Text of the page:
Wages not enough to define income groups
Updated: 2014-01-23 16:27
The statistics department should not only consider people's wages when defining the high income group. There are other, if not illegal, income sources for the rich that must be heeded by the government, says an article of the 21st Century Business Herald. Excerpts below:
The National Bureau of Statistics disclosed recently that the annual income of urban residents in 2013 was 29,547 yuan ($4,882) and classified urban residents' incomes into five levels, with the top group’s personal disposable annual income at 56,389 yuan.
This classification was greeted with overwhelming doubt, because people do not think an annual income of 56,389 yuan is high today in many Chinese cities.
Given the high housing prices in Chinese cities, an annual income of 56,389 yuan is indeed not high, as this would not buy wage earners two square meters of an apartment in big cities.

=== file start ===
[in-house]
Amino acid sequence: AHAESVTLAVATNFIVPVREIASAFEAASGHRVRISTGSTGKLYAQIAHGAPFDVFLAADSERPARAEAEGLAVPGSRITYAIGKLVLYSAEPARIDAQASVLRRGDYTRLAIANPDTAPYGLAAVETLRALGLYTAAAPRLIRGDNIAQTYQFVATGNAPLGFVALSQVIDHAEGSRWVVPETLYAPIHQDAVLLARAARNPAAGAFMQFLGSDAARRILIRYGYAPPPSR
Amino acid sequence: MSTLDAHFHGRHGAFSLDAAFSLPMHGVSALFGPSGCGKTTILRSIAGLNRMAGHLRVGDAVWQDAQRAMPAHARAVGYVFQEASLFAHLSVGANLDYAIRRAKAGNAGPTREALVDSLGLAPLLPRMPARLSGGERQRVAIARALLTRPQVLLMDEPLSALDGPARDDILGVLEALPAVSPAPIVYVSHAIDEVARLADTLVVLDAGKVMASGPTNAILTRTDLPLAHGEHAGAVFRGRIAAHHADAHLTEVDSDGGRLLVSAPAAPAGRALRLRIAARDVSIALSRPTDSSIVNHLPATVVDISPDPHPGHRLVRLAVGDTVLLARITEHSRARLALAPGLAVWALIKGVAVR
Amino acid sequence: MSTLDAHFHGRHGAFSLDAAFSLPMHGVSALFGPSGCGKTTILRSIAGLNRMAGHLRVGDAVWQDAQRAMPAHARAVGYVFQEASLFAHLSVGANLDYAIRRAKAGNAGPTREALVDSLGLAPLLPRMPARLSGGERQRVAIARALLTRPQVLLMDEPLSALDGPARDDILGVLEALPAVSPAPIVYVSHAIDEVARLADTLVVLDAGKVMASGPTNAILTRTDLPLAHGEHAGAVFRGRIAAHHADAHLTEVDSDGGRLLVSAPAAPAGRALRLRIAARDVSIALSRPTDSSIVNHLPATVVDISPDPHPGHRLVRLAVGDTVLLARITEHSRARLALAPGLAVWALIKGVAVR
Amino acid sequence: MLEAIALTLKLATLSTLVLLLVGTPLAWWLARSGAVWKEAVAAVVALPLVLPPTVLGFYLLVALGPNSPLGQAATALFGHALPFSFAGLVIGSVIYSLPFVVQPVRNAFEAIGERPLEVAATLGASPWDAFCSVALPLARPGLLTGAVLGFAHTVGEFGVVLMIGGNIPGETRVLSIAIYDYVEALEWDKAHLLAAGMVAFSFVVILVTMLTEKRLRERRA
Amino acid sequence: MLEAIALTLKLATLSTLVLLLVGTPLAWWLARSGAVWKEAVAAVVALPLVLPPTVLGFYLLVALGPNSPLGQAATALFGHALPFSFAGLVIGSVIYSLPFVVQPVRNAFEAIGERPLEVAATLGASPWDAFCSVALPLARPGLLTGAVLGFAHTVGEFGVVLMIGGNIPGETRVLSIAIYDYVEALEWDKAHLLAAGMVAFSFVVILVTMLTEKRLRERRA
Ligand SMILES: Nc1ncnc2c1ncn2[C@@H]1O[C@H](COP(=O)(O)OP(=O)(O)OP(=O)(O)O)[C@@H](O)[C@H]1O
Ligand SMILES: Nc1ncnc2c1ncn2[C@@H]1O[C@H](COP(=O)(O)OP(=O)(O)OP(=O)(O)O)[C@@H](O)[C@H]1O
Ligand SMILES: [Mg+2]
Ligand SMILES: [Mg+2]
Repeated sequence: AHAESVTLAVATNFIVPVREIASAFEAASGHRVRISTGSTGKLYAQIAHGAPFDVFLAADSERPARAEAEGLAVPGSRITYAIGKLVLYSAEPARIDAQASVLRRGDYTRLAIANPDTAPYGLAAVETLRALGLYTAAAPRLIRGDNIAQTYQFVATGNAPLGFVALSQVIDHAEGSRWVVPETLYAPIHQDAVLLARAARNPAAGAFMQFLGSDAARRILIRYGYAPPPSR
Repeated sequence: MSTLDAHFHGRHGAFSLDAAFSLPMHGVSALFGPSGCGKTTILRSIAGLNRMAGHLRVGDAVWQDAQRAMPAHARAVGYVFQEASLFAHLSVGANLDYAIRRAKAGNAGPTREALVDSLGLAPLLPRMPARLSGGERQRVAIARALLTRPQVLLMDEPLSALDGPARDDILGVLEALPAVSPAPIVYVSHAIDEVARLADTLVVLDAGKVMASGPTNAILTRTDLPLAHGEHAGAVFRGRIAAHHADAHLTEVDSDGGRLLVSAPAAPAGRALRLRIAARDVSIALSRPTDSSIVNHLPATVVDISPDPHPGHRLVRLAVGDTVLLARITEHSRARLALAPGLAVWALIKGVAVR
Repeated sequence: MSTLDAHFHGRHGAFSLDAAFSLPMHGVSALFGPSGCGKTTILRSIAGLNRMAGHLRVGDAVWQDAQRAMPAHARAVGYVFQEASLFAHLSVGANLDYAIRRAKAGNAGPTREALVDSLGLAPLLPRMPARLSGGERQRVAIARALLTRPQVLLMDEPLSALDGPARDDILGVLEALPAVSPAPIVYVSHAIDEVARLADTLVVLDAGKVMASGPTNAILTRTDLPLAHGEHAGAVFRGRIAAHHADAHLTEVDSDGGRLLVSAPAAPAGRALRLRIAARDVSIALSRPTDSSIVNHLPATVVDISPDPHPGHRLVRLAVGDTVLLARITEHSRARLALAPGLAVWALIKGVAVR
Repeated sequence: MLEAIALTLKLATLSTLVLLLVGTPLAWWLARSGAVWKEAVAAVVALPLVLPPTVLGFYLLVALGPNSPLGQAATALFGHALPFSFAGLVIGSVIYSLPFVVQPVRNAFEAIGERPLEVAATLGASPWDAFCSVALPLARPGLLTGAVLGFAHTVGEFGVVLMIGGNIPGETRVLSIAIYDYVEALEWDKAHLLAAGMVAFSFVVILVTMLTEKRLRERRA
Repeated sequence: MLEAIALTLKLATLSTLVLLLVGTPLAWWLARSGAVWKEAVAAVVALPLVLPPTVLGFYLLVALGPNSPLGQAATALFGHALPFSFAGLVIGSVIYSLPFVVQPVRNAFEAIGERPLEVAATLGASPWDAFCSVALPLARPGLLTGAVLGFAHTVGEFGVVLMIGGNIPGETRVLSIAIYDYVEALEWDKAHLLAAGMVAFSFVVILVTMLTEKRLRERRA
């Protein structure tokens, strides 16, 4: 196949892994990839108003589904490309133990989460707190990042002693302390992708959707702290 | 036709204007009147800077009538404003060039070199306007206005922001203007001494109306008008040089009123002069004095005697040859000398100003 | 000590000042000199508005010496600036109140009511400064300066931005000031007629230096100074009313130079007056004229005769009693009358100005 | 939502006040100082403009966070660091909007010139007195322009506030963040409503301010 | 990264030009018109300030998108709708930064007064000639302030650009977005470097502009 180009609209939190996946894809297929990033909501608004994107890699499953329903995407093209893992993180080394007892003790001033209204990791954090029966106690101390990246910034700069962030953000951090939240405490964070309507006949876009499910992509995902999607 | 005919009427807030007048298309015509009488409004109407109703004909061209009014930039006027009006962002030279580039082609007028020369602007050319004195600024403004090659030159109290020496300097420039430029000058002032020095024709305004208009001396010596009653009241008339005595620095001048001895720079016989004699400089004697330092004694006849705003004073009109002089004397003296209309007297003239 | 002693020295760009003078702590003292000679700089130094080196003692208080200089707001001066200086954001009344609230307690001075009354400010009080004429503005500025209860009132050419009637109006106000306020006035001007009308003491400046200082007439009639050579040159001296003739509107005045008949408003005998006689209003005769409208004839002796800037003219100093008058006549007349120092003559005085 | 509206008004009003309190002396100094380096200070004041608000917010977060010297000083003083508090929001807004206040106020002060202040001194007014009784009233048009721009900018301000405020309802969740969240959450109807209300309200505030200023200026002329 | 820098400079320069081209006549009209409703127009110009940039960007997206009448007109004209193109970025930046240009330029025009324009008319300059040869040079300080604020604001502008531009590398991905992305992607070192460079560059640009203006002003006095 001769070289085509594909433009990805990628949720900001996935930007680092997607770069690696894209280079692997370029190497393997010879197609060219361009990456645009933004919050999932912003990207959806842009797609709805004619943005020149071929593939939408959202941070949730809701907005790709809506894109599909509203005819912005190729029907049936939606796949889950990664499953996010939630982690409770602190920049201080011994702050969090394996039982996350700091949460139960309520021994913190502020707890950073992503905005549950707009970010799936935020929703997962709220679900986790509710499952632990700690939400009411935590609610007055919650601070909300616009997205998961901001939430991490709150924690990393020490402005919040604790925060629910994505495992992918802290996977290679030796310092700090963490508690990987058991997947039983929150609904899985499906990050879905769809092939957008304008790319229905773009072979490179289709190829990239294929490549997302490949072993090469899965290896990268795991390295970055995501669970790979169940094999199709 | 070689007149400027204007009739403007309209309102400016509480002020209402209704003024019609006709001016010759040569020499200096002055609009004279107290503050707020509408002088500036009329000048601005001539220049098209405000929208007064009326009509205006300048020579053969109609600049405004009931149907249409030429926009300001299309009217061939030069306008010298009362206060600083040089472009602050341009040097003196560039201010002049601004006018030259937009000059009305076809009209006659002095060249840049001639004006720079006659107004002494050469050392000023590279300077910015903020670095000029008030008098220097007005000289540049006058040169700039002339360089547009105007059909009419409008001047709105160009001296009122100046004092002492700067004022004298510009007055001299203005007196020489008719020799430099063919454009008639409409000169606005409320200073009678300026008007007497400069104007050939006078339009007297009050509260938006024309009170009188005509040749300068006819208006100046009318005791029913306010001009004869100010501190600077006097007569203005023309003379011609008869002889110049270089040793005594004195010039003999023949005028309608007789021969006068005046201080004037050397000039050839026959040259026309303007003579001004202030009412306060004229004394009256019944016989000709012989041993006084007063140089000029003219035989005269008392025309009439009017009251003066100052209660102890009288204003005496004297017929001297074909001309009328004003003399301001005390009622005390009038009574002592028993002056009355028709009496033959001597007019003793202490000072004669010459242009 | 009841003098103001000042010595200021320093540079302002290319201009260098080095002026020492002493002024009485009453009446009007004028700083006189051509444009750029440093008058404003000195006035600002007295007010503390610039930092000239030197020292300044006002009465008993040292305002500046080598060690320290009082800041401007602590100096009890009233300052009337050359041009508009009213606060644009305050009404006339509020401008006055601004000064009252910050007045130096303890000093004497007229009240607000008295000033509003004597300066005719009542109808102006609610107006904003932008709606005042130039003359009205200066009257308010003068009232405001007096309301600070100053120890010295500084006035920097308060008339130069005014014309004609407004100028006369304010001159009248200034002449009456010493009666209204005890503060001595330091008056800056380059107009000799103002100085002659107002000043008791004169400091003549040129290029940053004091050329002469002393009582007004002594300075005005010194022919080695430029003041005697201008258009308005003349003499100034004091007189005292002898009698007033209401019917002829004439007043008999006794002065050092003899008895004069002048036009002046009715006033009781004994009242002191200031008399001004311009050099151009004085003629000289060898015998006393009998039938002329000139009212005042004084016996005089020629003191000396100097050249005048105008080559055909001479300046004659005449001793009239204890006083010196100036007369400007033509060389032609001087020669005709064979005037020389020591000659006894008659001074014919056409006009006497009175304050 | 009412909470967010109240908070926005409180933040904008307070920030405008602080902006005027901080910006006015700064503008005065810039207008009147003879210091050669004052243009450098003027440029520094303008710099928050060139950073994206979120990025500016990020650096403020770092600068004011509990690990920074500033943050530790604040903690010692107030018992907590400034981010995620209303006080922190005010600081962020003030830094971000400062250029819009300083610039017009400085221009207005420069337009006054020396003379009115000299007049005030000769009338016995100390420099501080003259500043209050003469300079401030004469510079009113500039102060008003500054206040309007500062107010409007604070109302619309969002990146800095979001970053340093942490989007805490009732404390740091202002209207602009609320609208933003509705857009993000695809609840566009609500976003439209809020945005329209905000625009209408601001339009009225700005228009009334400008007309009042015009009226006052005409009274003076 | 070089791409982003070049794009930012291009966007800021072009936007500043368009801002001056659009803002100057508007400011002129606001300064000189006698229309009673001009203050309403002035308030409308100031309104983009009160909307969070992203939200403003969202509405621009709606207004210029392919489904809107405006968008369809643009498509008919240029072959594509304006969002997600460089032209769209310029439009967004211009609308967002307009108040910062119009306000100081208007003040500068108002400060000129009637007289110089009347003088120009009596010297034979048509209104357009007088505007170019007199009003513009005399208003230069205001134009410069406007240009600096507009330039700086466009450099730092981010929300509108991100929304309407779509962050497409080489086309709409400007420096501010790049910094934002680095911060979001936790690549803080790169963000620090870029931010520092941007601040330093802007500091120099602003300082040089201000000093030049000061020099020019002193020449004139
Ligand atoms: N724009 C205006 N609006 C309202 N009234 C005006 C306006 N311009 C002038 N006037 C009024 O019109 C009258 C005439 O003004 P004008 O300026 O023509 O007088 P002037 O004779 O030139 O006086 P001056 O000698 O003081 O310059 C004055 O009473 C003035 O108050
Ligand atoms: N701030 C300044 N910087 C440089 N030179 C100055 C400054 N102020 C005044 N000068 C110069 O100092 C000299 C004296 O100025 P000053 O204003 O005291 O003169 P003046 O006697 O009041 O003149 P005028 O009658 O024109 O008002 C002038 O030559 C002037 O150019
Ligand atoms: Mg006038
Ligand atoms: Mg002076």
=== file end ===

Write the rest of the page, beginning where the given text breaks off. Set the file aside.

The high-income group of China mainly consists of entrepreneurs, speculators, civil servants and celebrities, whose income, many argue, largely remains opaque to the tax authority.
Besides, the overall income of a person should include their wage, property income and welfare bonuses. The statistics department cannot ensure their survey has covered all the income sources of the truly rich people in China. In addition, many rich Chinese have already transferred their wealth abroad through various means.
The fast rise of labor costs means wage payments for some blue-collar workers, many of whom are migrant workers, are higher than for white-collar workers. But the laborers' welfare treatment is usually much lower than that of white-collar workers and their family financial burden is invariably heavier than for urban residents.
Thus, it is inappropriate to only consider how much in wages people make each year, while being blind to the fact that the national wealth distribution structure is far from fair.
High housing prices in the cities and farmers' lack of property income for their land further widens the income gap between the urban area and the countryside, which must be addressed in future reform.